To me this book was just average. I really wanted to like it, but so unbelievable and just seemed to fall flat nearing the end. It was fast and easy read, but not a book I was engrossed in or felt connected in any way.
There are lots of themes that make you think. I am not sure where the authors are trying to lead me, but like the concepts and historic relationships they present.
Definitely! Forbidden follows in step to the storytelling style of Black from the Circle series by Tedd Dekker. I couldn't stop listening to the book! There are many storylines that are coming togather throughout the book leadign to a suprising and awesome end that leaves you salivating for the next book in the series.
The determination of the main character is insane. His passion for things is extreme leading him to follow his heart through some amazing action and emotional portions of the story in ways most would faulter.
He was engaging and realy drew you into the character, emotion, and excitment of each character.
The dead find life.
Forbidden begins with a fantastic concept: mankind (either willingly or unknowingly) elects to suppress (through some sort of viral gene therapy) emotions, except for fear. Nearly 500 hundred years later, we can see the society that has evolved. As can be anticipated, violence and aggression are gone and society is a rather docile shell of its former self. Emotions like love have been morphed into a sense of duty or obligation with fear dominating potential dereliction of duty. Fear keeps everyone in line and religion offers an afterlife / heaven of "bliss" where fear would be removed.
Into this mix, our hero is exposed to a secret cult of the "Keepers" who have a dream of resetting human emotions. Most of the story is the journey to realize this dream. Unfortunately, the story loses its way from what begins as a clear biologically based sci-fi, into a quasi-fantasy tale. Given all the possible modes that could have been proposed to restore emotions, its sad that the original scientists who created the virus therapy in the first place went on to predict (without explanation) that exactly 471 years in the future, a crippled boy would be born of regal origin that holds the key for humanity. They also provide vague and cryptic clues as to exactly how all this is supposed to work out. The biblical thrust is none too subtle.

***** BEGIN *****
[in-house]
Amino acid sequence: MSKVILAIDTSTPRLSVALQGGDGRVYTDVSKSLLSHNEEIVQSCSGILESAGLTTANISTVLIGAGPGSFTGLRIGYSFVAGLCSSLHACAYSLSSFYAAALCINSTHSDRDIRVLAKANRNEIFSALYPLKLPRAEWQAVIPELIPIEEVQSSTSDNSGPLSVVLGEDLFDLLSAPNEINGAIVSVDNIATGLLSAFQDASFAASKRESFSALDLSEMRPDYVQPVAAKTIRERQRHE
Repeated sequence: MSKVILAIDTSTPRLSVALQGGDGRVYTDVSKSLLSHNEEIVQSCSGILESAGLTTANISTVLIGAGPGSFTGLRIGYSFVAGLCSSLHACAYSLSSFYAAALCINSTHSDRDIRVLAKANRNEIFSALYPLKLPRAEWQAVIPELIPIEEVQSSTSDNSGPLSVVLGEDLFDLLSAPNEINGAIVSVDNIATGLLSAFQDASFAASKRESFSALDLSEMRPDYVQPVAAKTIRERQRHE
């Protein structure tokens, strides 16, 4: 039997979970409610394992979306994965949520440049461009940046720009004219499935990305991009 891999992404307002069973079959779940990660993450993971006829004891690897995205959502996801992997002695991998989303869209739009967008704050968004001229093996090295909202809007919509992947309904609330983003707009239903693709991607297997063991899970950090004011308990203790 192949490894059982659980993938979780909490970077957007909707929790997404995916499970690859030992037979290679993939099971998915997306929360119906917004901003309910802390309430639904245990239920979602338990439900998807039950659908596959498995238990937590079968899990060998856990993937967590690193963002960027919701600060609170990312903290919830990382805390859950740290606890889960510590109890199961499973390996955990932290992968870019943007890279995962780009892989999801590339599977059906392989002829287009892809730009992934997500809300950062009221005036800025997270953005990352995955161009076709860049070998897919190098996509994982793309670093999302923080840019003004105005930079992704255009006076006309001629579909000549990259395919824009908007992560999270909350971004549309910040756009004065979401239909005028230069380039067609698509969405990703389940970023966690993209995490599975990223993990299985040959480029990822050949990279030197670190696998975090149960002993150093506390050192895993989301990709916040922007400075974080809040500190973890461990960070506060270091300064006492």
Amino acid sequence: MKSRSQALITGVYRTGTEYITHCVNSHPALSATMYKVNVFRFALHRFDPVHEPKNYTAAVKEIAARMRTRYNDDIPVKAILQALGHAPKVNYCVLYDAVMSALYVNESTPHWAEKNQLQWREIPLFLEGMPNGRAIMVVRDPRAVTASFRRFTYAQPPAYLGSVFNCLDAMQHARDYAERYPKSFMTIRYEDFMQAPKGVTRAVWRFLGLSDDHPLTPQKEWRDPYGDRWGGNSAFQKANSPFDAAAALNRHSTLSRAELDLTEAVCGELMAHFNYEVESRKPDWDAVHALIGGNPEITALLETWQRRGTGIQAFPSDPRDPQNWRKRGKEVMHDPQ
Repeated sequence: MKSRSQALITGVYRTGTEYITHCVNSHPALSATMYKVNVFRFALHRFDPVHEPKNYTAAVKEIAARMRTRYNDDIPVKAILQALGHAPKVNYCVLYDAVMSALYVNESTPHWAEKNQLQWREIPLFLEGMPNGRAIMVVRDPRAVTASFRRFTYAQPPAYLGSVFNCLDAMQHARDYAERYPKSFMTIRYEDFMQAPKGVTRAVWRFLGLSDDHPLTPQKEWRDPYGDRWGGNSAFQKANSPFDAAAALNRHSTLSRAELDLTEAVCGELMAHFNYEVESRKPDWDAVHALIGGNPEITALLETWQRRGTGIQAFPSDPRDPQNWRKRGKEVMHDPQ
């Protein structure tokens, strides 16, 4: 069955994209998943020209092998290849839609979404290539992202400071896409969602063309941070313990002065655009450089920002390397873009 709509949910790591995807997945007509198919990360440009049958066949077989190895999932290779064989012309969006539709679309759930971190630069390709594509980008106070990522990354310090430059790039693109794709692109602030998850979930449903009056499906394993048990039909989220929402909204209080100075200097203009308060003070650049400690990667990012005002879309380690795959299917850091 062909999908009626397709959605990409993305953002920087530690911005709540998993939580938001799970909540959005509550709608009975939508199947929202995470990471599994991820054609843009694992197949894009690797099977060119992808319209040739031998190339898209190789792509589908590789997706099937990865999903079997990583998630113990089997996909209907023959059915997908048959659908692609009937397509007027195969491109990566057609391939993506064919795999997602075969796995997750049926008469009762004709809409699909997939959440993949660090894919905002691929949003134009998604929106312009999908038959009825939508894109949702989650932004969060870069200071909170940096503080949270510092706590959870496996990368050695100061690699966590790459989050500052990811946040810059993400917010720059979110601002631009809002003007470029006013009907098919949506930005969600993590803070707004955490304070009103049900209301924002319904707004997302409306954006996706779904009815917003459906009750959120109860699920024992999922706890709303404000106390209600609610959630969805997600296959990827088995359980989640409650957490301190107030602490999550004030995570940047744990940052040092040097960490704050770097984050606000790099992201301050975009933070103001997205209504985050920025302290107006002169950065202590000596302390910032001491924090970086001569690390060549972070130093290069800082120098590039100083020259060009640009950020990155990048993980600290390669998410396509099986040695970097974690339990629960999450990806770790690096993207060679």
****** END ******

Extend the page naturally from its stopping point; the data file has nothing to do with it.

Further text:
The narration is good and the pacing is excellent. The listening is easy and the story itself is enjoyable.
Yes. However, I didn't think I would for the first half of the book, and I almost gave up reading a few times. But the story eventually comes together to become an enjoyable read with some surprising twists.
The overall premise of the story is an interesting concept.
Maybe. The narrator (much like the book) seems to improve as the the story progresses. He's better in the second half of the book
I love a good murder mystery or any novel where good overcomes evil. Two of my favorite authors are Frank Peretti and Ted Dekker.
This book lived up to my expectations for a Ted Dekker novel more so than most of his latest books since the Circle Trilogy. I am hoping for many more in this series!
I keep trying to listen to this book but it reads like a five year old wrote it.
I wasted my money.
All of it, It was written poorly.